Comparing the performance of pypolars and pandas

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pandas was initially released in 2008 written in Python, Cython, and C. Today, we’re comparing the performance of this well-known library with pypolars, a rising DataFrame library written in Rust. We compare the two while sorting and concatenating a 25Mil-record data and also when joining two CSVs.

Downloading Reddit Usernames data

Let’s first download a CSV file that contains ~26 million reddit usernames from Kaggle:

And let’s form another CSV file that we will use, you can create it with your favorite text editor or through the command line:

$ cat >> fake_users.csv


Now, let’s compare the sorting algorithm of the…

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Want to write a technical book or document your project?

Here I’ll walk you through how you can do that with python and sphinx. You can build content of tables that can contain sections to the chapters of your book. I will show you a case study to know how to insert images, hyperlinks, mathematical formulas, syntax highlighting for your favorite programming languages, and more.

Assuming you have some basic knowledge of python, let’s dive in and see what sphinx can do for us.

What is Sphinx?

Sphinx is a documentation generator library which can be useful to generate documentation for your project and can also be used for creating a content (e.g. …

Trends in your hand

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Photo by Morning Brew on Unsplash

Social Analytics companies have been massively using twitter to get insights about whatever data they are interested in for brands, celebrities, etc. and also trending topics. In this tutorial, you’ll know how to get countries that have trends on Twitter and also get insights about what topics are trending the most and be able to retrieve the URL of that tweet and its volume as well.

Here I’ll walk you through how you can do that with Python and Tweepy. You can do many other things with Tweepy other than trending topics but in this tutorial, I will focus on getting trends. …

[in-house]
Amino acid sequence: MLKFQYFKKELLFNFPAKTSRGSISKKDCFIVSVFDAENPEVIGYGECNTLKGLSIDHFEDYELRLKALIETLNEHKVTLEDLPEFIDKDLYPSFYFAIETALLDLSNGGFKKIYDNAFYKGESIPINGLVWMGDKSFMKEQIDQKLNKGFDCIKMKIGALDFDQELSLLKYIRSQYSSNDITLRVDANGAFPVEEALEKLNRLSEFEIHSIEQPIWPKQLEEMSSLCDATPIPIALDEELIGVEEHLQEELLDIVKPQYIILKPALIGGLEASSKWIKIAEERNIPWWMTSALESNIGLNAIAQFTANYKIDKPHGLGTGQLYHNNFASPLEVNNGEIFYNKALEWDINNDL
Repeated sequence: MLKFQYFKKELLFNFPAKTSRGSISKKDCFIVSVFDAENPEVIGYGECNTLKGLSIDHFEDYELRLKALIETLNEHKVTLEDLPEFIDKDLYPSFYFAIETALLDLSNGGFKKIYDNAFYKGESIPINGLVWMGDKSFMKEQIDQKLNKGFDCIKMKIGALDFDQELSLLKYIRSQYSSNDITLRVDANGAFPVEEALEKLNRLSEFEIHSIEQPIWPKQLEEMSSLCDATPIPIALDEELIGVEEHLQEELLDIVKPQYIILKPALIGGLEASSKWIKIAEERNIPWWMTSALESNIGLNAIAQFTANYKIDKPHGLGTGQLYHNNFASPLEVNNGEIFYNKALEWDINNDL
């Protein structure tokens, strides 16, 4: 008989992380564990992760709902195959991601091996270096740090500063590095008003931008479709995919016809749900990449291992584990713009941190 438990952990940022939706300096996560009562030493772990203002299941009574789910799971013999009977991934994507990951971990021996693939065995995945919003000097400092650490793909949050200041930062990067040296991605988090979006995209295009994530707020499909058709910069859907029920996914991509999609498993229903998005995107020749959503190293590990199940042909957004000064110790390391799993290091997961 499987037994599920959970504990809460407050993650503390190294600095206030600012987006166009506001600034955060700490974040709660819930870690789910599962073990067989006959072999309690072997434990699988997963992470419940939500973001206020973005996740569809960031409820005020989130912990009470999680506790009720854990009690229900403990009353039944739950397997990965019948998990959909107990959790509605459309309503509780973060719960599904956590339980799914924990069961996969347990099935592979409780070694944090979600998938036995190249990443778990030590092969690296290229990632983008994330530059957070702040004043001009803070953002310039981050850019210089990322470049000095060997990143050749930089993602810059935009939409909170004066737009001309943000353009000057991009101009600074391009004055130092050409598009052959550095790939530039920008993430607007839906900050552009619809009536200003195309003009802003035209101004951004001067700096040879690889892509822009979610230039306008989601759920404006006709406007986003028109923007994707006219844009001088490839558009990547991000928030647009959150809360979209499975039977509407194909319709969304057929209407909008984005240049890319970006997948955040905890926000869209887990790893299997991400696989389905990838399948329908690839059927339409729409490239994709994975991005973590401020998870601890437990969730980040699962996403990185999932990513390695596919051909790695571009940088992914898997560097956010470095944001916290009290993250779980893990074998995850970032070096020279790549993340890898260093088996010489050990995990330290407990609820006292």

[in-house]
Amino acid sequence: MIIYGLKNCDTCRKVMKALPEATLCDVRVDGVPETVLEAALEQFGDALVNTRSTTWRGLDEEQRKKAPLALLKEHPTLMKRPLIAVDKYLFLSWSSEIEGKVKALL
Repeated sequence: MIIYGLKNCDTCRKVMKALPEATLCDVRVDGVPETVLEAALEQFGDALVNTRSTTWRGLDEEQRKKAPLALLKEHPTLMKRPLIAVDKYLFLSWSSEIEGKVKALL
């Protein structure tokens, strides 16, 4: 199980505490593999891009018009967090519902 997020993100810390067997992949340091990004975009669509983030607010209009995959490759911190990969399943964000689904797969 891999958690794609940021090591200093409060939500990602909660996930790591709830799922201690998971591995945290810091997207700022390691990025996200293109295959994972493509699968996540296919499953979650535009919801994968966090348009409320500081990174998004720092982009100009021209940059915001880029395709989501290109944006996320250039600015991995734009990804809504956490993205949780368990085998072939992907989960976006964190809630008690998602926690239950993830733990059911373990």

How to develop the habit of reading and the secret in the 3rd component

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Photo by Henrikke Due on Unsplash

Whenever you hear baby steps, it might seem trivial to you but it’s not. Baby steps (aka tiny habits) are super powerful and it’s a way to help people accomplish great things in the long run.

When you know how to create tiny habits, you can change your life forever.

~ BJ Fogg, PhD

Stanford University

BJ Fogg is the Director of the Stanford Persuasive Technology Lab and a social scientist who is currently a research scientist at Stanford University. In 2009, he published the Fogg Behavior Model (FBM), a model for analyzing and designing human behavior.

BJ explains the behavior model at a TEDx Talk, you can check it out. …

A tutorial about cleaning a JSON file using command-line program jq

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Photo by DISRUPTIVO on Unsplash

jq is a lightweight command-line JSON processor written in C. It follows the Unix philosophy that it’s focused on one thing and it can do it very well. In this tutorial, we see how jq can be used to clean JSONs and retrieve some information or get rid of undesired ones.

There are some data that are more suitable to be in a JSON format than a CSV or any other format. Most modern APIs and NoSQL databases support JSONs and also useful if your data is hierarchical that can be considered trees that can go to any depth, essentially any dimension, unlike CSV which is just 2D and can only form tabular data, not a hierarchical one. …

A tutorial about cleaning a large CSV file using command-line programs csvkit and xsv when sorting and concatenating discussing their performance

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Photo by Yan Ots on Unsplash

In the last blog post, we proved that xsv is ~1882x faster than csvkit when joining two CSVs and saw how performant xsv is and when we can use xsv or csvkit when we are at the terminal.